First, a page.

The Channel of Monetary Transmission in Thailand via Inflation Targeting: A Structural VAR Analysis


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  • インフレ・ターゲティング採用後におけるタイの金融政策波及経路
  • 構造VARモデルによる実証分析


After the Asian currency crisis, Thailand shifted to a floating exchange rate regime, and has since May 2000 adopted inflation targeting as the cornerstone of its monetary policy. The key monetary policy instrument is the 14-day repurchase rate, and the target is to maintain core inflation in the range of 0–3.5%. Fully fledged inflation targeting is well regarded and there was no deviation from the target range between May 2000 and June 2005. Accordingly, the Bank of Thailand is assumed to have controled the rate of inflation within the target range over the sample period.<br>The aim of this paper is to examine, using a structural vector autoregression (SVAR), the monetary transmission mechanism and the effects of monetary policy shocks on inflation or other variables in Thailand. We analyzed estimated impulse responses and variance decompositions in two SVARs with short-run restrictions. One of the restrictions reflects a normal monetary channel, and the other a credit channel. According to the estimated impulse responses of the former model, we find that a contractionary monetary policy shock does not instantly lead to a fall in base money and it is impossible to explain the movement of output in the monetary transmission mechanism. However, according to the estimated impulse responses of the latter model, the movements of all variables can be explained theoretically. Moreover, the fractions of forecast error variances attributed to monetary policy shocks in the latter model are also found to follow the results of impulse responses.<br>These empirical results indicate that monetary policy shocks finally affect inflation. Regarding the monetary transmission mechanism, however, the operations of Thailand’s monetary policy seem to affect more private credit or commercial bank credit than money supply or monetary base. That is, not only the monetary channel but the credit channel is assumed to be important for explaining the monetary transmission mechanism because the financial sector of Thailand may not yet have matured. Furthermore, the new finding is that the empirical evidence indicates that a contractionary monetary policy shock (a rise in the interest rate) leads a rise in real output.This is paradoxical according to standard macro-economic models. A suitable rise in interest rates may stimulate commercial banks’ incentive for lending to the private sector because a credit squeeze occurred in Thailand following the Asian currency crisis.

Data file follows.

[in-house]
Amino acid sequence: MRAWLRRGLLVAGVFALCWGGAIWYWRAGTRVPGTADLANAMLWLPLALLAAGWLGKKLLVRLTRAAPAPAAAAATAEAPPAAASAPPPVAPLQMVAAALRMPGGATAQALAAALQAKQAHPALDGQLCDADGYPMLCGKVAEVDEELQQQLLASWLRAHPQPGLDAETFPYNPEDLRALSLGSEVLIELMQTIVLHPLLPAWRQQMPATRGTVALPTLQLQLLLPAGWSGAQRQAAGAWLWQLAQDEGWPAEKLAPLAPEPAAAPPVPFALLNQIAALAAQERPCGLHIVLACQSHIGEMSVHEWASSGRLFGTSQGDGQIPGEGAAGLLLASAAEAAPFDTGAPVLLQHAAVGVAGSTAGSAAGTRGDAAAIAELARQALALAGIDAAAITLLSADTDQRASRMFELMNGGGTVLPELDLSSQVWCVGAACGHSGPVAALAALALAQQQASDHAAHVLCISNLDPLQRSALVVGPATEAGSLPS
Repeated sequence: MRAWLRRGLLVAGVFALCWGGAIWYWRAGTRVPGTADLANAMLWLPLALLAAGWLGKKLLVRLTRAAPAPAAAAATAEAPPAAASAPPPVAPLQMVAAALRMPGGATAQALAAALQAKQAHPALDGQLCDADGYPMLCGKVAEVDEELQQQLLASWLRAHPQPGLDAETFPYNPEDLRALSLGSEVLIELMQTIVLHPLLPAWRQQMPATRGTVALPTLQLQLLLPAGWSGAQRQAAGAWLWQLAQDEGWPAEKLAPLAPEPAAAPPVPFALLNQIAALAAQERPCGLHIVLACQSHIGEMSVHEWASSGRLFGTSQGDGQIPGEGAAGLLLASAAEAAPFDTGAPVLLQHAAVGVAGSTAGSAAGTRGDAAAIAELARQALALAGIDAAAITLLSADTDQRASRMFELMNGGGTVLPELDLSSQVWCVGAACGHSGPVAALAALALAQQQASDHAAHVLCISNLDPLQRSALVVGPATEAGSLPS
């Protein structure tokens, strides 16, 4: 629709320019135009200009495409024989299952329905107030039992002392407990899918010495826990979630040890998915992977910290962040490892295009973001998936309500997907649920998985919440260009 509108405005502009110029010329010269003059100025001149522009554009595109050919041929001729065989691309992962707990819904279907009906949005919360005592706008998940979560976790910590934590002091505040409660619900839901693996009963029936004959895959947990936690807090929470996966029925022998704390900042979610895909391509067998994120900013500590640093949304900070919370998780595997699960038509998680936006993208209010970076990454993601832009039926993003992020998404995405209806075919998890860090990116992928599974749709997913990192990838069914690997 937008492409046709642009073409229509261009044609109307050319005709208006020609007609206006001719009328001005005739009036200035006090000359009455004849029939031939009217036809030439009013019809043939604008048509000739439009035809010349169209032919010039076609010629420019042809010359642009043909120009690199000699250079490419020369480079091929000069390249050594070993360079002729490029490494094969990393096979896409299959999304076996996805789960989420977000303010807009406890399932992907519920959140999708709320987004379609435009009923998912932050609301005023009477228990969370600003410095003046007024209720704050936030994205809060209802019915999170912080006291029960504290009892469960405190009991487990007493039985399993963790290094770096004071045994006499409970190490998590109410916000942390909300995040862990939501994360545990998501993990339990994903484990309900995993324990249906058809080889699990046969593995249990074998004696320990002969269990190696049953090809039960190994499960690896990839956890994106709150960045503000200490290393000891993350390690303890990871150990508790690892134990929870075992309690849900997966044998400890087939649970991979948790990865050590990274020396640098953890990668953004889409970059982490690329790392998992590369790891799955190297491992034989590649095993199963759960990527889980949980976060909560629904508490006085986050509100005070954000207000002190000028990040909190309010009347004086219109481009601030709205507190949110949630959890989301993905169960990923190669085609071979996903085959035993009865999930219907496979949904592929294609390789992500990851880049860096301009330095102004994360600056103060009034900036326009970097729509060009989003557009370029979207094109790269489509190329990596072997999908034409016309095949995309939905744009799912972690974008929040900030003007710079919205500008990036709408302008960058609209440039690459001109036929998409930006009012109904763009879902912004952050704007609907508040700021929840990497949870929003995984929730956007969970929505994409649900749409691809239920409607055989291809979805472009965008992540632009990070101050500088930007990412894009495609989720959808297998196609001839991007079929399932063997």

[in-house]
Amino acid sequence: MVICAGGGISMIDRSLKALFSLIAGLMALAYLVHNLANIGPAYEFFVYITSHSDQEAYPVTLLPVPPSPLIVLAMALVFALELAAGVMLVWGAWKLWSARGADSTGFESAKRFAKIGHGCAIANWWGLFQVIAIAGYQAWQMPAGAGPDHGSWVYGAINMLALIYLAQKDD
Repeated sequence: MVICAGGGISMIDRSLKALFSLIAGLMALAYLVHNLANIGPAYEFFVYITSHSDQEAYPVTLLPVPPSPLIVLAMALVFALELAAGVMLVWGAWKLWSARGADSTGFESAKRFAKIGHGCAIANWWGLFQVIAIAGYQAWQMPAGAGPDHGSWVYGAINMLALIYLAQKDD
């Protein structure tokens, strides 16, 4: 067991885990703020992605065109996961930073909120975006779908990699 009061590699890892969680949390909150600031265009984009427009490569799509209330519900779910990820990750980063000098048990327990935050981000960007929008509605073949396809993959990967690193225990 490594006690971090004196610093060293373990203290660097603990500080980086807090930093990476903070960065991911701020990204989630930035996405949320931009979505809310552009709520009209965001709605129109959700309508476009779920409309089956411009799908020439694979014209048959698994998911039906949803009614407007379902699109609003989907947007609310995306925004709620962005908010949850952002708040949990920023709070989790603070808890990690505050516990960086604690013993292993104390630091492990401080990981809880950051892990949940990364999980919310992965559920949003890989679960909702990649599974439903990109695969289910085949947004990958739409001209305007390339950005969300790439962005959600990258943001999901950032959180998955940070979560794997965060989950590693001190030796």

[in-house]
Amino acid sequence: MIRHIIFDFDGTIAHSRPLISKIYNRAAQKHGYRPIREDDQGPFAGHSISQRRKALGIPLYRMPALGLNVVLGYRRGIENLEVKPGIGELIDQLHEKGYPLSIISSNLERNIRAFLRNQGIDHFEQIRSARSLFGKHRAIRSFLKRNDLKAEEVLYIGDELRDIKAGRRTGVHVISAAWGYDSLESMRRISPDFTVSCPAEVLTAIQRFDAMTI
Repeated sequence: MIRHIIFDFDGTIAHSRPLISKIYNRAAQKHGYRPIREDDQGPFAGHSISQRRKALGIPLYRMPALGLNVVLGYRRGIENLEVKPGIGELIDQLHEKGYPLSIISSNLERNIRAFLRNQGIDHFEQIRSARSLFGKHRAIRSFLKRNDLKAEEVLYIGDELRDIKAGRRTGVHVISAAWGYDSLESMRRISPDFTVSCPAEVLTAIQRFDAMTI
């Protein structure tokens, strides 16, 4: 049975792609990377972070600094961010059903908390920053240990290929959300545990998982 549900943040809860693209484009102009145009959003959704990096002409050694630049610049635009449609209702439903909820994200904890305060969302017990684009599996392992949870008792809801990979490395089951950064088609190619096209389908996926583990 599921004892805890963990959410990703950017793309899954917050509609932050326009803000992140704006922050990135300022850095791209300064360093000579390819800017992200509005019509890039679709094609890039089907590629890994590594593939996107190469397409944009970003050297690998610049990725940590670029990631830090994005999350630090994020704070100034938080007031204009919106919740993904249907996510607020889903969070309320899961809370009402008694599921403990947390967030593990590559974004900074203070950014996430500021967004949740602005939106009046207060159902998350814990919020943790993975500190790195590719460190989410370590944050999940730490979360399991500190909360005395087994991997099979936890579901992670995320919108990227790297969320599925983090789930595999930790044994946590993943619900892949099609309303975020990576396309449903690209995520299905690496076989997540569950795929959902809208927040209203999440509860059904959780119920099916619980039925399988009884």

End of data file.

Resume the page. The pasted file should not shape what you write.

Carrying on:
• Asian Studies

    Asian Studies 52 (4), 52-68, 2006

    Japan Association for Asian Studies

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